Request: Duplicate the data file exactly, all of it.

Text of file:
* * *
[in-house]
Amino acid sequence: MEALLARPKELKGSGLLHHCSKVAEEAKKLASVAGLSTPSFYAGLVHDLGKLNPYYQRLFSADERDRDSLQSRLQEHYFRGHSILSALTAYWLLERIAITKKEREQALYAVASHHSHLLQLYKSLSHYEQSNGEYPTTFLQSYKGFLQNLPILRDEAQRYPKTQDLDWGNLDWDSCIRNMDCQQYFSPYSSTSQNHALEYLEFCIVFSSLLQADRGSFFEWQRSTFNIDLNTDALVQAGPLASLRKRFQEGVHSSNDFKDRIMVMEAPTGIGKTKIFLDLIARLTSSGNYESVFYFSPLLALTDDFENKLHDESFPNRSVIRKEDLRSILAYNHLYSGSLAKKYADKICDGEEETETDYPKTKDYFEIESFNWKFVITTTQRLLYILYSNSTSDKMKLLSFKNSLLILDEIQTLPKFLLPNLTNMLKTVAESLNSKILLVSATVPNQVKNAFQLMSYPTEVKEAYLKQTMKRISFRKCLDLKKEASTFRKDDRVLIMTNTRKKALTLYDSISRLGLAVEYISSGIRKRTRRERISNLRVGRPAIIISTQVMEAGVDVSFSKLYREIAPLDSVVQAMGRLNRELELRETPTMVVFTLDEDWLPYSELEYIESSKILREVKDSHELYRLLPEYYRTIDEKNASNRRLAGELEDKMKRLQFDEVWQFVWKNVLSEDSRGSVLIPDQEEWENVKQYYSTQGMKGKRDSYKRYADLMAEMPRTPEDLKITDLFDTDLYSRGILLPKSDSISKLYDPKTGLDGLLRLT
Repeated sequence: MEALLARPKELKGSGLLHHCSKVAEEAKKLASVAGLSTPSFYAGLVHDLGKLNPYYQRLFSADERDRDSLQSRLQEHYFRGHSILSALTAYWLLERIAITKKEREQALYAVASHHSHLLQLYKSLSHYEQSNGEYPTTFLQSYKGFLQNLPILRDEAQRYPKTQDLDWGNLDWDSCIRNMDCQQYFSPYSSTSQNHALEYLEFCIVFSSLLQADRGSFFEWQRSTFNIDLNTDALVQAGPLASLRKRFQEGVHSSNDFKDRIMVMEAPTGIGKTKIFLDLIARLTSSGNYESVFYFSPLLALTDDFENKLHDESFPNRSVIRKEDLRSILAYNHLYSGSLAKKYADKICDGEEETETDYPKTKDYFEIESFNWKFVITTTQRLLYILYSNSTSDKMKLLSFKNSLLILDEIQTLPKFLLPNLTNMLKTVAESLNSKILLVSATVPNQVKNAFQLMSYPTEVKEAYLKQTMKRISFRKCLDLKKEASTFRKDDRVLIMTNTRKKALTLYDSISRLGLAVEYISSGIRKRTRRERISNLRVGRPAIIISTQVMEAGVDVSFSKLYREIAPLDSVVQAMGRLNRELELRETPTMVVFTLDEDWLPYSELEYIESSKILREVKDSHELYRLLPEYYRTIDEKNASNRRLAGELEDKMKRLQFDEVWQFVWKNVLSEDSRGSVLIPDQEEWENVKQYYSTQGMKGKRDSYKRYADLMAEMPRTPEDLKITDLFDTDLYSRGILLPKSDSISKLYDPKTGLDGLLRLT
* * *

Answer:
[in-house]
Amino acid sequence: MEALLARPKELKGSGLLHHCSKVAEEAKKLASVAGLSTPSFYAGLVHDLGKLNPYYQRLFSADERDRDSLQSRLQEHYFRGHSILSALTAYWLLERIAITKKEREQALYAVASHHSHLLQLYKSLSHYEQSNGEYPTTFLQSYKGFLQNLPILRDEAQRYPKTQDLDWGNLDWDSCIRNMDCQQYFSPYSSTSQNHALEYLEFCIVFSSLLQADRGSFFEWQRSTFNIDLNTDALVQAGPLASLRKRFQEGVHSSNDFKDRIMVMEAPTGIGKTKIFLDLIARLTSSGNYESVFYFSPLLALTDDFENKLHDESFPNRSVIRKEDLRSILAYNHLYSGSLAKKYADKICDGEEETETDYPKTKDYFEIESFNWKFVITTTQRLLYILYSNSTSDKMKLLSFKNSLLILDEIQTLPKFLLPNLTNMLKTVAESLNSKILLVSATVPNQVKNAFQLMSYPTEVKEAYLKQTMKRISFRKCLDLKKEASTFRKDDRVLIMTNTRKKALTLYDSISRLGLAVEYISSGIRKRTRRERISNLRVGRPAIIISTQVMEAGVDVSFSKLYREIAPLDSVVQAMGRLNRELELRETPTMVVFTLDEDWLPYSELEYIESSKILREVKDSHELYRLLPEYYRTIDEKNASNRRLAGELEDKMKRLQFDEVWQFVWKNVLSEDSRGSVLIPDQEEWENVKQYYSTQGMKGKRDSYKRYADLMAEMPRTPEDLKITDLFDTDLYSRGILLPKSDSISKLYDPKTGLDGLLRLT
Repeated sequence: MEALLARPKELKGSGLLHHCSKVAEEAKKLASVAGLSTPSFYAGLVHDLGKLNPYYQRLFSADERDRDSLQSRLQEHYFRGHSILSALTAYWLLERIAITKKEREQALYAVASHHSHLLQLYKSLSHYEQSNGEYPTTFLQSYKGFLQNLPILRDEAQRYPKTQDLDWGNLDWDSCIRNMDCQQYFSPYSSTSQNHALEYLEFCIVFSSLLQADRGSFFEWQRSTFNIDLNTDALVQAGPLASLRKRFQEGVHSSNDFKDRIMVMEAPTGIGKTKIFLDLIARLTSSGNYESVFYFSPLLALTDDFENKLHDESFPNRSVIRKEDLRSILAYNHLYSGSLAKKYADKICDGEEETETDYPKTKDYFEIESFNWKFVITTTQRLLYILYSNSTSDKMKLLSFKNSLLILDEIQTLPKFLLPNLTNMLKTVAESLNSKILLVSATVPNQVKNAFQLMSYPTEVKEAYLKQTMKRISFRKCLDLKKEASTFRKDDRVLIMTNTRKKALTLYDSISRLGLAVEYISSGIRKRTRRERISNLRVGRPAIIISTQVMEAGVDVSFSKLYREIAPLDSVVQAMGRLNRELELRETPTMVVFTLDEDWLPYSELEYIESSKILREVKDSHELYRLLPEYYRTIDEKNASNRRLAGELEDKMKRLQFDEVWQFVWKNVLSEDSRGSVLIPDQEEWENVKQYYSTQGMKGKRDSYKRYADLMAEMPRTPEDLKITDLFDTDLYSRGILLPKSDSISKLYDPKTGLDGLLRLT